So what is exactly the Co-creation Hypothesis? Simply put, it’s the proposition that during a UFO event the witness is not a mere passive spectator but is in fact an active participant in the creation of the experience. Confronted with something that falls completely outside the person’s habitual frame of reference, their mind desperately tries to ‘fill in the gaps’ in order to make sense of what it is they are witnessing, using their own cultural and psychological baggage as a sort of ‘perceptual scaffolding’.

As Greg wrote in the essay quoted at the beginning of this article (which was part of the anthology “UFOs: Reframing the Debate”):

How much do we bring to the dance during a paranormal encounter? In other words, how much of the UFO experience is the result of our subconscious mind trying to make sense of unexpected, startling, and/or frightening input, and leaving us with an insane placeholder when it can’t decide on anything else?

To someone who has been conditioned to conceptualize UFOs strictly from a perspective influenced by the old science fiction expectations of interplanetary visitors, what Greg proposes may be difficult to grasp. Which is why we are now going to use a more contemporary example of science fiction which perfectly illustrates the concept of Co-Creation: Instead of The Day the Earth Stood Still, we’re now going to step into the wacky world of Wandavision.

[Spoiler Alert]

Wandavision (Marvel’s first TV series for the Disney+ streaming service) begins with the two protagonists, Wanda Maximoff and her partner Vision, living an idyllic (and grayscale) suburban life in the small town of Westview, New Jersey, in what appears to be a parody of the classic show “I Love Lucy” of the late 1950’s –hence the lack of color.

The two former Avengers seem to be living in an alternate timeline that was totally unaffected by the catastrophic events caused by Thanos’s victory, when he used the Infinity stones to ‘vaporize’ half of the beings in the Universe, and then they were all returned back to life during Endgame (a.k.a. ‘the Blip’). But gradually the viewer begins to note odd intrusions in this bizarre sitcom hinting to something very strange brewing behind the scenes –well, stranger than an all-powerful chaos witch using her magic to prepare meals for her shape-shifting android husband, that is.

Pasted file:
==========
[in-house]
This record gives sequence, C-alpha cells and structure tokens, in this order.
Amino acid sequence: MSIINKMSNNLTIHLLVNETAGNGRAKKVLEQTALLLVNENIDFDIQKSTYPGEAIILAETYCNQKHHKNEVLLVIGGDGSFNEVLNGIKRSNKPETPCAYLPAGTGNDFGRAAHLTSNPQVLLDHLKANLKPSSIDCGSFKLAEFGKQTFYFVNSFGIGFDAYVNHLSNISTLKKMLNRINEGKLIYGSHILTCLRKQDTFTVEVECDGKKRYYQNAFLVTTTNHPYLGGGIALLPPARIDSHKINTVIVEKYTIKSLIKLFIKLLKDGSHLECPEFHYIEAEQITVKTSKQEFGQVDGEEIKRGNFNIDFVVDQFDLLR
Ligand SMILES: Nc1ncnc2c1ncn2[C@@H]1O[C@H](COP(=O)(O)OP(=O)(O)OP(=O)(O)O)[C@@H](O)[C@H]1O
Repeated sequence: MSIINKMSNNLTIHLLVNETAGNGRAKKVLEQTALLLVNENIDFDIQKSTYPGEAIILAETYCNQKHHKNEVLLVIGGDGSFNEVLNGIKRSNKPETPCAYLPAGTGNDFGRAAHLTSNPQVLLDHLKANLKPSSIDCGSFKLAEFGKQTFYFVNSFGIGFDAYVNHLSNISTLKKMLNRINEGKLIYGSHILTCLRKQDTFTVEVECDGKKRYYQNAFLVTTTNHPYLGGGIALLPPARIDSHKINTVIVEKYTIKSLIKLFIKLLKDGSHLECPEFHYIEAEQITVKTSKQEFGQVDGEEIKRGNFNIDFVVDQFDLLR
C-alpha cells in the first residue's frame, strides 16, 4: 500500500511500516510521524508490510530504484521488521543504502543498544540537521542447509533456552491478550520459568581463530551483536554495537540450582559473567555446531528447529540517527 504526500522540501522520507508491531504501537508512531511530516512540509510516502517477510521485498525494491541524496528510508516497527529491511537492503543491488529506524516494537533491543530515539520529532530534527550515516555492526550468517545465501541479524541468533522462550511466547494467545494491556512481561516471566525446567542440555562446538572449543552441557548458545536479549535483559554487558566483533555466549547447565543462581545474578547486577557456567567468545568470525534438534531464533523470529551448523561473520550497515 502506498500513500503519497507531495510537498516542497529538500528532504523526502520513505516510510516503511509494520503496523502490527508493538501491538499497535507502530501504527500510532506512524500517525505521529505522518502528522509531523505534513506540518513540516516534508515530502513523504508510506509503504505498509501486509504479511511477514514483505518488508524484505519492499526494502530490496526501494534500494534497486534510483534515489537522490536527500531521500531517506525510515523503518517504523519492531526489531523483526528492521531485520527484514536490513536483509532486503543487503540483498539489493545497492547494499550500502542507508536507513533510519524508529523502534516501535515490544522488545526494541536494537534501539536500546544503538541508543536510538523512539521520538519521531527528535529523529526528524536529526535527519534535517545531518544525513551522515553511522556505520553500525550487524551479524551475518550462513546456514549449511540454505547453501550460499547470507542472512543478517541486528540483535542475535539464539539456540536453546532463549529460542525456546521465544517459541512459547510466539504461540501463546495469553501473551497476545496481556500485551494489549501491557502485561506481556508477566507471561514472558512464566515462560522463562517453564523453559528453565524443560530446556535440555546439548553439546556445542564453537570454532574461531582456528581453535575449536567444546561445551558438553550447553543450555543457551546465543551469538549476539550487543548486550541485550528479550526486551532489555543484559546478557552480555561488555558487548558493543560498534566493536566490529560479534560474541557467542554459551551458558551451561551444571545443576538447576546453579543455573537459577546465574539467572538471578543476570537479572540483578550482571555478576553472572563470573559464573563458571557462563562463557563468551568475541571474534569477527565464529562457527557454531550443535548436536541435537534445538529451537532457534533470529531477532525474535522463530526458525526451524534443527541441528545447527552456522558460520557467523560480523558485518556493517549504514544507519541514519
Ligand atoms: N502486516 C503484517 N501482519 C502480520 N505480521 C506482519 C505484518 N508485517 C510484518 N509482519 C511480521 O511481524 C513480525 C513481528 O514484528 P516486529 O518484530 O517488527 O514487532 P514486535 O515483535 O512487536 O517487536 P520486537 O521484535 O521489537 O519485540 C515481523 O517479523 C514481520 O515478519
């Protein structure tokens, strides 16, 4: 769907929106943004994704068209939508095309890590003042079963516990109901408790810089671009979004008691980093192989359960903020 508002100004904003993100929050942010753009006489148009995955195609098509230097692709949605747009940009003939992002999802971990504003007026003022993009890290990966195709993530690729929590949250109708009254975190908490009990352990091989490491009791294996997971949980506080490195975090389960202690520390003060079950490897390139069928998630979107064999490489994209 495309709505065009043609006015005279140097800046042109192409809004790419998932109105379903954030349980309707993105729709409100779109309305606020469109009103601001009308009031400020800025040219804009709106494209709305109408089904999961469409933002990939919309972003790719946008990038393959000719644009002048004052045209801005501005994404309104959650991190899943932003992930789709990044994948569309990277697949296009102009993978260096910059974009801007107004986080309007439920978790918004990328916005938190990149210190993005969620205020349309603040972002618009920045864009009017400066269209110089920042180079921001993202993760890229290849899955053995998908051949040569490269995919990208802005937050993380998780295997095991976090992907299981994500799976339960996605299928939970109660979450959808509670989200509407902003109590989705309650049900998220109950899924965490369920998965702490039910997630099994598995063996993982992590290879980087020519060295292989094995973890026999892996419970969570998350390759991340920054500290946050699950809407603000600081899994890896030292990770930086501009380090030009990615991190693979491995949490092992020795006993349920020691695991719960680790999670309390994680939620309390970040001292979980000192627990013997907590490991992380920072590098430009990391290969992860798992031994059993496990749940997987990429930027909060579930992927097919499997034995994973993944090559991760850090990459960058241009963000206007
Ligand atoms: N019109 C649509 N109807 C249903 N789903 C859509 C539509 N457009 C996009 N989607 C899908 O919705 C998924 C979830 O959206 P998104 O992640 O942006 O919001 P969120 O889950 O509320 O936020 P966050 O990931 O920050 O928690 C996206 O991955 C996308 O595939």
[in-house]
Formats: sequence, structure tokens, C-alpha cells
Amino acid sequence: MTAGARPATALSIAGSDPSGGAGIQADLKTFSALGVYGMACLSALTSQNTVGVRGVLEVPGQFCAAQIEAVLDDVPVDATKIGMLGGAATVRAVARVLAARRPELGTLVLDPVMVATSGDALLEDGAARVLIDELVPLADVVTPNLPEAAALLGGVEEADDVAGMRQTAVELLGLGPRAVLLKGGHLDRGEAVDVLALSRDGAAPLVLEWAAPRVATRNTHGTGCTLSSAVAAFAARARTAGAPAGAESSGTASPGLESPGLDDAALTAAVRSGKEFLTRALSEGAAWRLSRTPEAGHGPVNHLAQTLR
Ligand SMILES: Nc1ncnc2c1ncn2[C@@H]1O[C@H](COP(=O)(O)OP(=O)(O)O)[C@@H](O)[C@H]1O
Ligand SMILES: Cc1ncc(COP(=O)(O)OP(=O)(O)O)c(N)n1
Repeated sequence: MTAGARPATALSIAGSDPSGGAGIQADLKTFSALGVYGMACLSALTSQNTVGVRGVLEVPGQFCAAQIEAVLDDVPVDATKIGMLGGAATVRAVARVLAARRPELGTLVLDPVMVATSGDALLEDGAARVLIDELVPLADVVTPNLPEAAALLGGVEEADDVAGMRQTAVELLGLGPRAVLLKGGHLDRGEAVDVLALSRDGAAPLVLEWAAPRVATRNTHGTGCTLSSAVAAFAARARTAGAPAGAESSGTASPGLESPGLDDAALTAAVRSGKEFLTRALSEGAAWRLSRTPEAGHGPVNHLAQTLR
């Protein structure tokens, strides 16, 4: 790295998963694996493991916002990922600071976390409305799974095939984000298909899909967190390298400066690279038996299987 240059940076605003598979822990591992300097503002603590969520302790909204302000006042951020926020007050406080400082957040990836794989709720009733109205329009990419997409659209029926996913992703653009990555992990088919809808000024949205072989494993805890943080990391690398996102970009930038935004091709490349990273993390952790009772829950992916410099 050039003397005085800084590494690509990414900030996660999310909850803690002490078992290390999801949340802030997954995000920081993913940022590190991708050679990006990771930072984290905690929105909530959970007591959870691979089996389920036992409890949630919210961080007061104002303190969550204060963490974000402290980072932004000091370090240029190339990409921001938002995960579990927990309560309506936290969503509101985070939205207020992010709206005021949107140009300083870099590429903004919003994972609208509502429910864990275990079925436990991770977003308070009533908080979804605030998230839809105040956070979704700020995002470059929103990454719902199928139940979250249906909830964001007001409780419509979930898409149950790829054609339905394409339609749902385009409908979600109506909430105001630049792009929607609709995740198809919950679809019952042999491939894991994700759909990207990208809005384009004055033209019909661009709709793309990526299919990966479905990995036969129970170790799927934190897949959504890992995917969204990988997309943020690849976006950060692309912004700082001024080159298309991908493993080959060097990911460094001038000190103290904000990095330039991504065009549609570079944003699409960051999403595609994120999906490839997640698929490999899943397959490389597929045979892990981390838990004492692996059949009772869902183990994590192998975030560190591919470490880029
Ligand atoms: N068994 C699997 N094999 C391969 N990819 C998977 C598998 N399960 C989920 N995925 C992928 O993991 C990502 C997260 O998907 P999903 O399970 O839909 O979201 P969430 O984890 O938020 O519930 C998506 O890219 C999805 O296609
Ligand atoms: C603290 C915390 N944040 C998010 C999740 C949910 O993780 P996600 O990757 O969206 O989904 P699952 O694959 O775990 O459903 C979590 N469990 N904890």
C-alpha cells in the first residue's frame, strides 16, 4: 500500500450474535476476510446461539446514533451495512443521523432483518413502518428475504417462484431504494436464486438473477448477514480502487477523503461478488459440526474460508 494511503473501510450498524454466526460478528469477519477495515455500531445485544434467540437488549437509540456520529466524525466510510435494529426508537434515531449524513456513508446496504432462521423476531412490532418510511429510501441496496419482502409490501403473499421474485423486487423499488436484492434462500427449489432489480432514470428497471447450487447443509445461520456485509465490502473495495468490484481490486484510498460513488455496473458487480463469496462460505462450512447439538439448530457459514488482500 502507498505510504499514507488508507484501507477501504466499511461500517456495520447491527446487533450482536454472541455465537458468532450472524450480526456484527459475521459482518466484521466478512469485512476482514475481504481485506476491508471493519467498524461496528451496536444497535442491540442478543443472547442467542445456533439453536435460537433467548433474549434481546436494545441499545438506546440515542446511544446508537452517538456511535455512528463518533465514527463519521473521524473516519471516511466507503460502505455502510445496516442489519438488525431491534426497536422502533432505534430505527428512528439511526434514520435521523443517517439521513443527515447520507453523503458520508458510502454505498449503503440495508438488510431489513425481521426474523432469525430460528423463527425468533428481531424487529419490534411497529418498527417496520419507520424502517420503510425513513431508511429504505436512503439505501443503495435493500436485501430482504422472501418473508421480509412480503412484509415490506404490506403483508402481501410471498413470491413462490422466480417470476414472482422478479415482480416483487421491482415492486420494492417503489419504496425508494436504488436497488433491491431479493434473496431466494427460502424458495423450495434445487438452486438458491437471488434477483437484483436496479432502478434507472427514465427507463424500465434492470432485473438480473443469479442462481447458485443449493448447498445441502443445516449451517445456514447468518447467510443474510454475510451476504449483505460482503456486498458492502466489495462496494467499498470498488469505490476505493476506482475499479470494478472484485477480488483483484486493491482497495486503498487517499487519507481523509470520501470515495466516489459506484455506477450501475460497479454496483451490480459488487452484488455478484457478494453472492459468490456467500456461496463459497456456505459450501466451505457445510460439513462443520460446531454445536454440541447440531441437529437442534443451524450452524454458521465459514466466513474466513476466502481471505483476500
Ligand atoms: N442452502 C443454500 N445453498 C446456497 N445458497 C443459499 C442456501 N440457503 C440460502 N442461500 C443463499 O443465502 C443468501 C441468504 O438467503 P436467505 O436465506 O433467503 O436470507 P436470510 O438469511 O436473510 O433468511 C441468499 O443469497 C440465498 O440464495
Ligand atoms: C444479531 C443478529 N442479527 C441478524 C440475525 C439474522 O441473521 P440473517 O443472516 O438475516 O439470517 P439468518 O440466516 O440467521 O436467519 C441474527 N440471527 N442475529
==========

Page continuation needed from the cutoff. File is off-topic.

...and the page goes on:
The first of these intrusions is a toy helicopter Wanda finds in their yard –the fact that it is the only object in color in a black-and-white environment (a nice homage to Pleasantville) helps us to understand this ‘toy’ is something that shouldn’t be there.

Another one of these out-of-place occurrences happens during a women’s club reunion, in which Wanda hears a transmission from someone calling her from a radio. And in another episode Vision and Wanda witness a man in a beekeeping suit coming out of a sewer in the middle of their street!

Eventually it is revealed that Wanda, in her grief for having lost the love of her life to Thanos and feeling terribly alone, has used her powers to hijack an entire town and its inhabitants in order to create a ‘reality bubble’ in which Vision is still alive and they are happily married. Government operatives outside the town are desperately trying to get a hold on her, but everything that irrupts in the periphery of Westville is affected by the reality bubble, changing its appearance in order not to interrupt ‘the script’ of the sitcom. Hence a spy drone sent to investigate is morphed into a toy helicopter, and an agent wearing hazmat gear ends up being changed into a man wearing a bee-keeping suit.

Perhaps, in our own sitcom –or thriller show, depending of your POV– Wanda’s reality bubble is our own collective unconscious, desperately trying to re-interpret the irruptions from ‘the Other’ into shapes that are more manageable to our feeble minds.

I doubt the Disney writers had Greg Bishop’s writings in mind when they came up with the plot for Wandavision –then again many TV producers have been mining the pages of The Daily Grail for years, so who knows– but nevertheless this TV show is a good way to illustrate Greg’s Co-Creation Hypothesis, and it helps us to envision how our own cultural expectations might be playing a prime role in the way we perceive paranormal manifestations.

Ultimately, the most disquieting –and liberating– realization we can receive from studying UFOs, is that WE are the illusion.